There is a saying that describes one’s life partner as being most appreciated during two life stages: before marriage and after the funeral. Unfortunately, proverbs and sayings hint at a reality which is also faithfully rendered by statistics showing that love wears off pretty soon in many marriages. But maybe this is part of the problem—the fact that we overburden love, treating it like an ingredient with magical powers.

If we are honest, the longevity of a marriage does not necessarily say everything there is to be said about its quality, although this might well tell us that the partners have found more reasons to stay than to leave. It’s just that staying for the sake of the other is, by far, a goal that requires much more effort, because a love that does not fade over time is something both beautiful and hard to build at the same time.

“Marriage is a like a lottery ticket” said someone in my childhood, and I’ve encountered the idea many times again since, in various forms, expressed by people who have become complacent with the unhappy air of their marriage or that of their close ones. This is a theory which absolves us not only of the responsibility of our choices, but also of the effort we make (or do not make) to save the relationship from the mud it sometimes gets bogged down in over time. The idea that some draw the lucky ticket while others don’t has nothing to do with the way in which we relate to our partner and marriage. I will come back to this theory later.

What’s holding us together?

The degree of stability of the marriages of the people in our circle significantly affects the longevity of our own marriages, researchers have concluded.

The divorce risk decreases the bigger the transitivity of a couple’s social network (the couple’s friends are, in turn, friends with each other) and increases the more peripheral the couple’s position in the respective network is. An older longitudinal study shows that communicative integration (the degree of integration of subjects in a larger network) has a slight negative effect on divorce for those who have been married for less than 7 years, but that the lack of divorce for members in the reference group reduces divorce probability, regardless of the number of years of marriage. On the contrary, the study showed that the presence of divorce among someone’s friends and siblings increases that person’s divorce risk.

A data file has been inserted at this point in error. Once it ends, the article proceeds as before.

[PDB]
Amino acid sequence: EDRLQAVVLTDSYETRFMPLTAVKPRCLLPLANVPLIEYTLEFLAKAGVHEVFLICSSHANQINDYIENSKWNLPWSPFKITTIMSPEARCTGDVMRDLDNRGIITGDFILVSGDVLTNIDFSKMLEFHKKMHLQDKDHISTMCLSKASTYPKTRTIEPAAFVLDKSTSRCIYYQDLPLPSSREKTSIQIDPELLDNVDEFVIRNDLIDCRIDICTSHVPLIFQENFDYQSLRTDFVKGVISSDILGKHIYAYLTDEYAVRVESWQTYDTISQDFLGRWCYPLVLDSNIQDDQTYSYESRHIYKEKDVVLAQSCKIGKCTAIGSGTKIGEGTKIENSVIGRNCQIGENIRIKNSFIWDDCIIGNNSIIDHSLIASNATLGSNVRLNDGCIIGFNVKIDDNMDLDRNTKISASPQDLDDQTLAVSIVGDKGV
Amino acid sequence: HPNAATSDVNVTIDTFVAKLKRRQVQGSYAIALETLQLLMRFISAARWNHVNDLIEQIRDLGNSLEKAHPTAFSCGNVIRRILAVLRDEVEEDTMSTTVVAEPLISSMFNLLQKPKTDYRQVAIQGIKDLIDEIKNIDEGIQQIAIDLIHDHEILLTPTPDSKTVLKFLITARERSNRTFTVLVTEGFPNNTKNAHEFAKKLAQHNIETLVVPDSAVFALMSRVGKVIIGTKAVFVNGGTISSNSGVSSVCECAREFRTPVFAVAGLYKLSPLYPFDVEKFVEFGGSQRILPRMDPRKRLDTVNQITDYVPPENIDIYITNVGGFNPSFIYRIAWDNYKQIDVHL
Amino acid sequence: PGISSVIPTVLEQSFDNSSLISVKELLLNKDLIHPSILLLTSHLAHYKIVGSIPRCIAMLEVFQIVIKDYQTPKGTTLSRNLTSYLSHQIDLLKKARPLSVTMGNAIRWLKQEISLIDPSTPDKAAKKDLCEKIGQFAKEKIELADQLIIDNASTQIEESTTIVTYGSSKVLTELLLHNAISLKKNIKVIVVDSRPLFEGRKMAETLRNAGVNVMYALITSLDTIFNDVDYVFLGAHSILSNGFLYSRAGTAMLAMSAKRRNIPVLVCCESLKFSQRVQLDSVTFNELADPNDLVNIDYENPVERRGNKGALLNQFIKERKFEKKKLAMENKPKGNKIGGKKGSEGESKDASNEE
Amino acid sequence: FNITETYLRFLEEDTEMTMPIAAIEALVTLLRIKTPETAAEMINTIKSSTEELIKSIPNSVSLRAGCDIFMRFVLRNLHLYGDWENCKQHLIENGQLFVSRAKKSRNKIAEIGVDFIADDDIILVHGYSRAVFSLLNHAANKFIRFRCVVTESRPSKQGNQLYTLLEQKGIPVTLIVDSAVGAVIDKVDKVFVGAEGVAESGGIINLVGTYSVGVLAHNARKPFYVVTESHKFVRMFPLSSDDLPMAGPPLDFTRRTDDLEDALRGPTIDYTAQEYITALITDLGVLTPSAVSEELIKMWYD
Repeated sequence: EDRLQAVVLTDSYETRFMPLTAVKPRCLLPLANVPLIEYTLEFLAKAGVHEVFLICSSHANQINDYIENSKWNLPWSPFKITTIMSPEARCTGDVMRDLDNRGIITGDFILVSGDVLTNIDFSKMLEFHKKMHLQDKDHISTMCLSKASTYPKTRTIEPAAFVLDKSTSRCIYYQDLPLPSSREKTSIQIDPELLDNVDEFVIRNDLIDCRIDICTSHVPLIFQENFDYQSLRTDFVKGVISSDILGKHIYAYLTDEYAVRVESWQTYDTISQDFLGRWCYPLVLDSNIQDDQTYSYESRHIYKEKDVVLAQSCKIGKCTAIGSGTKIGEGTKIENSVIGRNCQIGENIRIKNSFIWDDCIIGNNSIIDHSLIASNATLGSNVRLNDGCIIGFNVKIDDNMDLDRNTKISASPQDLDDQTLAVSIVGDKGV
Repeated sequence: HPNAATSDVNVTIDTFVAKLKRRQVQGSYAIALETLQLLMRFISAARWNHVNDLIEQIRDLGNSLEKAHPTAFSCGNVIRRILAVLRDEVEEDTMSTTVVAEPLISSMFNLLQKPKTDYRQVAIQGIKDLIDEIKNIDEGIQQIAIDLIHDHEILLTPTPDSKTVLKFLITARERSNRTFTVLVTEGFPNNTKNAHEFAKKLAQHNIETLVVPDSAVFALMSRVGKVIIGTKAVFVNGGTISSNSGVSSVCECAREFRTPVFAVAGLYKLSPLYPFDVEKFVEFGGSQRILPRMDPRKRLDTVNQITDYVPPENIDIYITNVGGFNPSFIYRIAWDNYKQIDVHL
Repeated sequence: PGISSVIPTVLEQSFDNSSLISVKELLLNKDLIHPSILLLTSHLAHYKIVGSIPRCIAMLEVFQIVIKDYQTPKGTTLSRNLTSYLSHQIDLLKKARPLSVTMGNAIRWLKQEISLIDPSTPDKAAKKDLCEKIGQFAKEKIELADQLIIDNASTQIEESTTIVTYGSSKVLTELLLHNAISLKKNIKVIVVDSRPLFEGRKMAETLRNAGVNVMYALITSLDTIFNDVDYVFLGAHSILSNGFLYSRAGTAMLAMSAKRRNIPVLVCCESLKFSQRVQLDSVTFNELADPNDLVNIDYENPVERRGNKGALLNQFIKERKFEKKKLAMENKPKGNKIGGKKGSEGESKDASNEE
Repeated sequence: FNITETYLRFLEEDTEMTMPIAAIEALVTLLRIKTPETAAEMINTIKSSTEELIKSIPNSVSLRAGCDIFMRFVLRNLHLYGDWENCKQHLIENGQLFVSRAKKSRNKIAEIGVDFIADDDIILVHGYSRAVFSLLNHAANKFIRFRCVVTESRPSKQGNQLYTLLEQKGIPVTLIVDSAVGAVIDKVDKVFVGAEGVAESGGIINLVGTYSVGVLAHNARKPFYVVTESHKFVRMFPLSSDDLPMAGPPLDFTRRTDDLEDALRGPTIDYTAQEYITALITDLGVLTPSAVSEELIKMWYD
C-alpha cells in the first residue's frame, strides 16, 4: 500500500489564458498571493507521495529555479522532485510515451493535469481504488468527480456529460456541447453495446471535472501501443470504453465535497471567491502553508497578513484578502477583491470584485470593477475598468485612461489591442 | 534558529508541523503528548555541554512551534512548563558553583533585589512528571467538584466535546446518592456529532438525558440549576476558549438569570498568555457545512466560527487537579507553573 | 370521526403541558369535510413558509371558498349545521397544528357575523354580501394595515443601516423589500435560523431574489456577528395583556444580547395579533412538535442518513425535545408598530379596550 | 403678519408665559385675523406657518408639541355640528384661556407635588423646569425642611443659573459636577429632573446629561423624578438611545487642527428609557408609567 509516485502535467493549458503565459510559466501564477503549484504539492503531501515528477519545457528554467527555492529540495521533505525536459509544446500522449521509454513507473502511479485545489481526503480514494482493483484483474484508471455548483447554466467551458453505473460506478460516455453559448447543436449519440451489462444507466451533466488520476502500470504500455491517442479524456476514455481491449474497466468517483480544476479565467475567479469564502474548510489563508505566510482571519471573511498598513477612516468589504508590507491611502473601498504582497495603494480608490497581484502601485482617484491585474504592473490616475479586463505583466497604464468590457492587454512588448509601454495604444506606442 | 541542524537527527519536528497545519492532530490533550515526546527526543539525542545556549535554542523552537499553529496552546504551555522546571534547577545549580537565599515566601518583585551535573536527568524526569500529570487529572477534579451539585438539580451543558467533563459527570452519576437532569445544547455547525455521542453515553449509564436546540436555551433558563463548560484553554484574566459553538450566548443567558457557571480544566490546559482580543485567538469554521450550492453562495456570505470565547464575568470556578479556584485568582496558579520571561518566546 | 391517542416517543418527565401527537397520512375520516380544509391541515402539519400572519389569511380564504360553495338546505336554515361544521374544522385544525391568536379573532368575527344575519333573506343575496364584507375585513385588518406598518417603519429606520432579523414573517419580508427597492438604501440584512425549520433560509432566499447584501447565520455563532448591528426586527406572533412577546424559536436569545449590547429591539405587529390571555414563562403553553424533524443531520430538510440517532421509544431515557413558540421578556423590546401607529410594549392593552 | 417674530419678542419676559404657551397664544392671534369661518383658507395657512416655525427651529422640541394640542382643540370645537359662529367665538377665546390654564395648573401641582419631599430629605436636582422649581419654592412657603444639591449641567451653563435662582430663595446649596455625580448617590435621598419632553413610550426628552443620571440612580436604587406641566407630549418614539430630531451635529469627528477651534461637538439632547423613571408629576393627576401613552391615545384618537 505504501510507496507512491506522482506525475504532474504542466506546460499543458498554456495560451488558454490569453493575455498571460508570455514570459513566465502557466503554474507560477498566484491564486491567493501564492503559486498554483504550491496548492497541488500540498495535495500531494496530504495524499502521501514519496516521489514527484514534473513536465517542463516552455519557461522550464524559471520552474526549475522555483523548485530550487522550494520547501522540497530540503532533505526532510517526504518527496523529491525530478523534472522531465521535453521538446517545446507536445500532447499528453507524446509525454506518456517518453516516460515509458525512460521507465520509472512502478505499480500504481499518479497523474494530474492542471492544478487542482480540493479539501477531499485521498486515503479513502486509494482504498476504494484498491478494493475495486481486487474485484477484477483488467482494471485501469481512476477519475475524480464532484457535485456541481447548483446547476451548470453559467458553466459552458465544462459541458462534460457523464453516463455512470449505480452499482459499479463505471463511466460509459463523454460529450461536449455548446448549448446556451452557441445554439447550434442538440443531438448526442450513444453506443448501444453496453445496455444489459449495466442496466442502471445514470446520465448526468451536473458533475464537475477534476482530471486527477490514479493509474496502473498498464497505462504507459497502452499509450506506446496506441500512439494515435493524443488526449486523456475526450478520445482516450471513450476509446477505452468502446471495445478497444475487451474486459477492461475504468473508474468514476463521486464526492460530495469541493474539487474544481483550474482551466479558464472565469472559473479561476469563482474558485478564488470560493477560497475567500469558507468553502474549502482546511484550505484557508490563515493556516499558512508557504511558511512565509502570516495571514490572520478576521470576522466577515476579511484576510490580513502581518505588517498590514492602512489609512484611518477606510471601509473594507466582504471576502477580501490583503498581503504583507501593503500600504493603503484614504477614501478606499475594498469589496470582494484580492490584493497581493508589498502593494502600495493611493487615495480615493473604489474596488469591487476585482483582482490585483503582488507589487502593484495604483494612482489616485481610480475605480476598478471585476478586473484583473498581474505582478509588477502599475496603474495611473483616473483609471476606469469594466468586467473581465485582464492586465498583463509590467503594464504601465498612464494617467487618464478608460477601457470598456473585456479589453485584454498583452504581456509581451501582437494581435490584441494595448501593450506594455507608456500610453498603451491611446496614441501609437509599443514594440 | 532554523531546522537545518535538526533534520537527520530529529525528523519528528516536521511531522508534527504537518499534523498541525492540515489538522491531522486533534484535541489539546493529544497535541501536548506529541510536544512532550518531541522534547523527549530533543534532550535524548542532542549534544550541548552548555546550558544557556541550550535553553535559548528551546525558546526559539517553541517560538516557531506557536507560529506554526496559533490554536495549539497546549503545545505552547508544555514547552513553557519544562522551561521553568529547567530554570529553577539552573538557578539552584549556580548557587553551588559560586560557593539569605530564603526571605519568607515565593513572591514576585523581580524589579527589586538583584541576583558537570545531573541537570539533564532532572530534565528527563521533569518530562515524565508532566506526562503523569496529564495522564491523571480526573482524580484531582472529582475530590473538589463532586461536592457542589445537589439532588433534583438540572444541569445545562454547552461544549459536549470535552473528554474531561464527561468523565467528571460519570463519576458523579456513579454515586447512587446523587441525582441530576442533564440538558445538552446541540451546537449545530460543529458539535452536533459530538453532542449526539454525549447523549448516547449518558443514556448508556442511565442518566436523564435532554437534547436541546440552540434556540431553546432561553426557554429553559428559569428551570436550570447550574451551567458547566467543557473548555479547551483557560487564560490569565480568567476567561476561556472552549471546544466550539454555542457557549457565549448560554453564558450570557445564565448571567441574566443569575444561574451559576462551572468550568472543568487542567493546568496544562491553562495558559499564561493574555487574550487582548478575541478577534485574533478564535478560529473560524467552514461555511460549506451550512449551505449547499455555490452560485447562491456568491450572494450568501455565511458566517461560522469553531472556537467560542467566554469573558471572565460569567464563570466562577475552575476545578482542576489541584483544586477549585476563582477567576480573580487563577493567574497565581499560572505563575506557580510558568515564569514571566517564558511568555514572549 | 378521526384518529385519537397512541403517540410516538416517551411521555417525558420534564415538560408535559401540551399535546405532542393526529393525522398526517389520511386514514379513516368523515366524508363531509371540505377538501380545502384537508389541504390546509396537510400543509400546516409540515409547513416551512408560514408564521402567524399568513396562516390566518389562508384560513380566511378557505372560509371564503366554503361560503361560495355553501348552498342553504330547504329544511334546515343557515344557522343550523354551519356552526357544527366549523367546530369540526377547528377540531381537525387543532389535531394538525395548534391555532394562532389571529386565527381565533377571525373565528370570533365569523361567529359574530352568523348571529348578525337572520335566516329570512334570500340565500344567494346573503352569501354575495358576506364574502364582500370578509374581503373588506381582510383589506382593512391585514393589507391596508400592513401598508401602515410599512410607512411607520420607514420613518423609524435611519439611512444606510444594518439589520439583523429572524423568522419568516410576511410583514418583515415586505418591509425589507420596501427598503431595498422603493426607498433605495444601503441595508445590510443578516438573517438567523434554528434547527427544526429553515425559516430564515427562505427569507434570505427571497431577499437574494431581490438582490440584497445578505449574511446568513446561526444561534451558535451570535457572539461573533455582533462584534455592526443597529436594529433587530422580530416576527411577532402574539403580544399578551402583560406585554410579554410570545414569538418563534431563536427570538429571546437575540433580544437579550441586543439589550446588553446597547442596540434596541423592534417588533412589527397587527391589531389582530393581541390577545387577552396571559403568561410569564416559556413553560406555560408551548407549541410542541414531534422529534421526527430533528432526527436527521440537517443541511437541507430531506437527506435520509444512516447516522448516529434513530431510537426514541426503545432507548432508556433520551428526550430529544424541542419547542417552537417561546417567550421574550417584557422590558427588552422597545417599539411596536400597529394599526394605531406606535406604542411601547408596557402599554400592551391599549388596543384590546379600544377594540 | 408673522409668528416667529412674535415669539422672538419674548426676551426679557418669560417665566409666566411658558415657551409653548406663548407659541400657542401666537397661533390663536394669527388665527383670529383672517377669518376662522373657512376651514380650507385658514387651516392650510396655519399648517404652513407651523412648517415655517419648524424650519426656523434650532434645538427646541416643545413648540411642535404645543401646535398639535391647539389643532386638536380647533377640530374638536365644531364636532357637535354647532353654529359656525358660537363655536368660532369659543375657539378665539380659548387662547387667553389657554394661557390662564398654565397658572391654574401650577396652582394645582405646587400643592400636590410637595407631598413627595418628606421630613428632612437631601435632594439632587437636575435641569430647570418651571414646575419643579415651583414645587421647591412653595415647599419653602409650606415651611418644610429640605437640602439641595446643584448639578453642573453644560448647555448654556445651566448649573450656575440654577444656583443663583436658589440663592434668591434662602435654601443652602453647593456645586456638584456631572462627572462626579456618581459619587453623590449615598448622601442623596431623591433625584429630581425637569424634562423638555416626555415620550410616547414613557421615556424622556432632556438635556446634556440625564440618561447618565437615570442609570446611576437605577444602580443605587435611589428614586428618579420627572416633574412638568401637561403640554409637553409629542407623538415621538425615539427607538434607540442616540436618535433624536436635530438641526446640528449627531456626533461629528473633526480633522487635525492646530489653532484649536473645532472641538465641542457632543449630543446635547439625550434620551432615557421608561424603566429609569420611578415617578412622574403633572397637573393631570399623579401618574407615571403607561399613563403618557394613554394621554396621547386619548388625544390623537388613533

Also, parental divorce may increase the divorce probability of the children’s marriage,  a tendency which is aggravated in cases where both partners have divorced parents. The divorce risk in the first 5 years of marriage increases by 70% among women whose parents are divorced.

To sweep the partner’s mistakes under the rug is not always a good starting point for marriage nor for its harmonious functioning, suggests a study from 2012, which analysed the contexts in which relationships make it or break it. The study came to the conclusion that the discomfort of a heated but honest debate may be beneficial for the partners’ health, but it may also be an efficient way to convey that a certain behaviour is unacceptable.

A survey done by the Pew Research Center showed that dividing household chores is an ingredient of successful marriages for 62% of Americans, after faithfulness (93%) and a good sexual relationship (70%). Compared to 1990, when 47% of Americans believed that an equal division of household chores is a condition for a happy marriage, this element has grown in importance like none of the other elements on the list have.